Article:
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Mike Sigov


Some in Ukraine see big upside in Sochi Olympics


Mike Sigov

The Blade
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The Sochi 2014 Winter Olympics in Russia may be a blessing in disguise.

Despite Russia’s poor human rights record, widespread allegations of massive graft involving the Olympic construction, and Sochi’s perilous proximity to pockets of Islamist separatist insurgency, the Olympics that opened Friday have already made a lot of people happy.

A recent poll, conducted in Russia by the independent Levada Center, found that nearly a half of those surveyed blamed corruption for the huge cost overruns that made Sochi the most expensive Olympics ever, with 34 percent blaming the cost overruns on “greedy contractors.” Nineteen percent blamed poor government oversight. Kremlin-affiliated entrepreneurs have made off with billions of dollars — some analysts argue with most — of the $51 billion spent on the Olympics.

Almost 40 percent of those polled said the main reason Russia sought to host the games was to give Russian officials an opportunity to plunder the state budget. Seventeen percent said boosting the image of Russian President Vladimir Putin and his entourage was the main purpose for hosting the games. Only 23 percent said it was done for the good of the country.

But the same poll revealed that the majority of Russians, 53 percent, approve of the fact that the Olympics are being held in their country anyway.

Then there are the people of western Ukraine, who also have a reason to celebrate.

As long as the games last, people in western Ukraine can be reasonably sure that Russian tanks won’t roll into Ukraine to decide the future of the country, which hangs in balance between the pro-European opposition and the Russia-leaning government supported by the Russian-speaking populace of the eastern part of the country. After months of civil unrest, the situation in Ukraine has started to slip out of control by the Russia-leaning government as the pro-European opposition has gained sway over the major cities in western Ukraine.

With two U.S. Navy ships in the Black Sea off the coast of Sochi — there in case Americans need to be evacuated — Ukraine may reasonably expect the Kremlin to refrain from military interference.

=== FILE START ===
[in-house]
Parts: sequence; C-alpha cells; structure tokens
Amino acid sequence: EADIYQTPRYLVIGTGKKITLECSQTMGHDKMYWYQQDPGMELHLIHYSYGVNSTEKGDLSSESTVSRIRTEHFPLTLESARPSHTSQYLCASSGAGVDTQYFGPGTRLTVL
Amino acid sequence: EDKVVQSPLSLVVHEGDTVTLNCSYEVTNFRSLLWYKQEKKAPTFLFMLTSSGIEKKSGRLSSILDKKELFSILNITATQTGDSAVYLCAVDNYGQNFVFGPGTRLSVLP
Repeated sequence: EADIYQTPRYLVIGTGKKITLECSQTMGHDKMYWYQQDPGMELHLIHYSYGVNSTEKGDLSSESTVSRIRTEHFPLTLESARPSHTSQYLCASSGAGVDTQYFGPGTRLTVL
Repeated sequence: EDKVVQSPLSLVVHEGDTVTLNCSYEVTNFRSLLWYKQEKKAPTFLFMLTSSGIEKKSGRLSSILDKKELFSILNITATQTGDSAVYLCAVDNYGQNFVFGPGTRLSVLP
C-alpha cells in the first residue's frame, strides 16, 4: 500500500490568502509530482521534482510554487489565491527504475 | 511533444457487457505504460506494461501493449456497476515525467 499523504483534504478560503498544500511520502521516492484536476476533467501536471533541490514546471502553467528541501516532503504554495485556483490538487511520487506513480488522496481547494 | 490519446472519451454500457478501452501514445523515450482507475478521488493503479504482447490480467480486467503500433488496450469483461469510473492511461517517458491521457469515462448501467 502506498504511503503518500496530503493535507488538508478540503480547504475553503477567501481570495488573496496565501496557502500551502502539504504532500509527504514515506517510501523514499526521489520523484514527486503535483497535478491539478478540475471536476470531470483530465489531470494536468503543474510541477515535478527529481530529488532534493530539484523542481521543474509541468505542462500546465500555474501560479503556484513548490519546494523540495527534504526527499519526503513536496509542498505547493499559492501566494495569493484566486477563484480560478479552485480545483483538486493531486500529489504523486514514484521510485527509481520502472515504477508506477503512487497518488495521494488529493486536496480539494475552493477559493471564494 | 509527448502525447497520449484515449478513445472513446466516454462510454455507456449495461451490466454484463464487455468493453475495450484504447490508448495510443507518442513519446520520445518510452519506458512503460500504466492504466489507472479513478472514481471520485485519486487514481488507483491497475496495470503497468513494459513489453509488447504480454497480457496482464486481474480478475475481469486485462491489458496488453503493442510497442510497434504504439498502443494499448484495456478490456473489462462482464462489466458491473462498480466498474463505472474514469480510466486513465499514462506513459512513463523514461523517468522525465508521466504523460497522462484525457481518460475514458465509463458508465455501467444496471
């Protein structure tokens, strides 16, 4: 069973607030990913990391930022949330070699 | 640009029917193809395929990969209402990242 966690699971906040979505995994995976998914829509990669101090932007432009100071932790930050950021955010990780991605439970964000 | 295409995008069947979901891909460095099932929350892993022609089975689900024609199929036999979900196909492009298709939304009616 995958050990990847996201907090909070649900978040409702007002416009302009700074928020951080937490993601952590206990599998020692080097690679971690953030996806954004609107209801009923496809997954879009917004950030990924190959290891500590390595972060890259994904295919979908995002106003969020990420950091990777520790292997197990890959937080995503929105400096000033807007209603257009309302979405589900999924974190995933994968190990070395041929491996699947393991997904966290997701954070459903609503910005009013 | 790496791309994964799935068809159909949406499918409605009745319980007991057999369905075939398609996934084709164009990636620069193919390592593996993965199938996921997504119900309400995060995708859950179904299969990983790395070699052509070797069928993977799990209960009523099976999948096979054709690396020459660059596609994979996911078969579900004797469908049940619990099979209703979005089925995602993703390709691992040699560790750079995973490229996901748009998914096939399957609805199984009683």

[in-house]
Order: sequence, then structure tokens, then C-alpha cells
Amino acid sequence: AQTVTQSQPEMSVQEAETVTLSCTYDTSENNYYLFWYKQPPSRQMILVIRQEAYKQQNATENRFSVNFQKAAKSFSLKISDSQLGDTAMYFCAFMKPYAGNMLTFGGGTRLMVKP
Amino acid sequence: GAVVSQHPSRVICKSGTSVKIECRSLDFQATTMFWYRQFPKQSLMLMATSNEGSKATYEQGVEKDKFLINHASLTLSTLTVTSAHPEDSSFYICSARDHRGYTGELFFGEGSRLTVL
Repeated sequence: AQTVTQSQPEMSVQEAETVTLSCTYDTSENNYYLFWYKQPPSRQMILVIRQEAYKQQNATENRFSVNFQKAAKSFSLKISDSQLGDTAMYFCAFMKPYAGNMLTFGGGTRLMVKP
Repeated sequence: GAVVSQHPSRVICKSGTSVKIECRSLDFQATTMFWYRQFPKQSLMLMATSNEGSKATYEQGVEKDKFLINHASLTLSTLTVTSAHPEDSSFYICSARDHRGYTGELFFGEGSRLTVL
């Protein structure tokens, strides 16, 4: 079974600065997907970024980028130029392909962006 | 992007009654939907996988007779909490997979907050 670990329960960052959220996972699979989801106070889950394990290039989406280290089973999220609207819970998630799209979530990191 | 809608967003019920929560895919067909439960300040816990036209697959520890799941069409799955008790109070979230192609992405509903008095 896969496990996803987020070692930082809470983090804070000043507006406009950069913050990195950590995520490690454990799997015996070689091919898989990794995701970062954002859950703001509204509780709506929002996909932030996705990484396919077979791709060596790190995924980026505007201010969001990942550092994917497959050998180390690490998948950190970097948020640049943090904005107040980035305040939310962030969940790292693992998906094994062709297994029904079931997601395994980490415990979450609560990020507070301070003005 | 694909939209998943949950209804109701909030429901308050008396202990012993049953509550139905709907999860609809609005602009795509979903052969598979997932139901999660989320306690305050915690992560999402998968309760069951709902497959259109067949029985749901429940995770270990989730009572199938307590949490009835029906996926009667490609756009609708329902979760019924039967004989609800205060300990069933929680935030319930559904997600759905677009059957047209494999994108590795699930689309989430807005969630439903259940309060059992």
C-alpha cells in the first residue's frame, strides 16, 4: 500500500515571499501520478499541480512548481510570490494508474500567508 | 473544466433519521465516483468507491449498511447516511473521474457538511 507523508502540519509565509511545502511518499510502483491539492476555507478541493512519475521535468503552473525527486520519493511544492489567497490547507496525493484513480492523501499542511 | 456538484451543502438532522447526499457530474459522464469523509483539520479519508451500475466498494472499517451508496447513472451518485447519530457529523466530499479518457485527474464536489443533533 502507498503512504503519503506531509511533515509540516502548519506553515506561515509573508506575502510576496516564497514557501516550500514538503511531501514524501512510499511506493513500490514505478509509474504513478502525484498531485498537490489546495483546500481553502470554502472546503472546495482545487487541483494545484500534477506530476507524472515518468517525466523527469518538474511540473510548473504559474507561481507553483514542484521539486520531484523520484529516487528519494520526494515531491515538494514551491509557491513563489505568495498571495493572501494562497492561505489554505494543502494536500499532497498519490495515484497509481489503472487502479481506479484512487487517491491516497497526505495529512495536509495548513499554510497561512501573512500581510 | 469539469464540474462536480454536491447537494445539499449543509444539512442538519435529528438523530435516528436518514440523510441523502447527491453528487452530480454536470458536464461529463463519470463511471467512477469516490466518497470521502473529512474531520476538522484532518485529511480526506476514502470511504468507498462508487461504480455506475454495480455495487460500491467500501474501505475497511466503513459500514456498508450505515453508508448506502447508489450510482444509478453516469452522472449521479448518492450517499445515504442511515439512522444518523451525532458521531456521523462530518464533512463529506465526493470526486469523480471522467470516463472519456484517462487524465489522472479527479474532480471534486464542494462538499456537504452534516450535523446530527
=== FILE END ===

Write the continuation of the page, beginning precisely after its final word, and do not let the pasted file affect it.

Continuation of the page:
The European Union and its main ally, the United States, have until the end of the Games to try to secure a peaceful resolution of the crisis through economic incentives and political maneuvering.

There are reports that the European Union is working on a plan for a large short-term financial aid package for Ukraine in a bidding war with Moscow for Ukraine’s loyalty. The Wall Street Journal reported that Ukrainian President Viktor Yanukovych announced he was putting on hold negotiations with the opposition until he has talked to President Putin.

It remains to be seen, however, whether all those good things don’t come at the expense of the Olympic athletes, who are risking trauma while competing on barely finished facilities, or at the expense of spectators, who risk falling prey to Islamist separatist militants from Russia’s North Caucasus region who have vowed to attack the Games.

If the presence of nearly 100,000 police and security forces prevents terrorist attacks at the Olympics, Mr. Putin will have pulled off the Russian Winter Olympics spectacle.

Mr. Putin has staked his reputation on the safety of the Olympics. But that’s a gamble, primarily because police in Russia are notoriously corrupt.

Mike Sigov, a former Russian journalist in Moscow, is a U.S. citizen and a staff writer for The Blade.

Contact Mike Sigov at:, 419-724-6089, or on Twitter @mikesigovblade.

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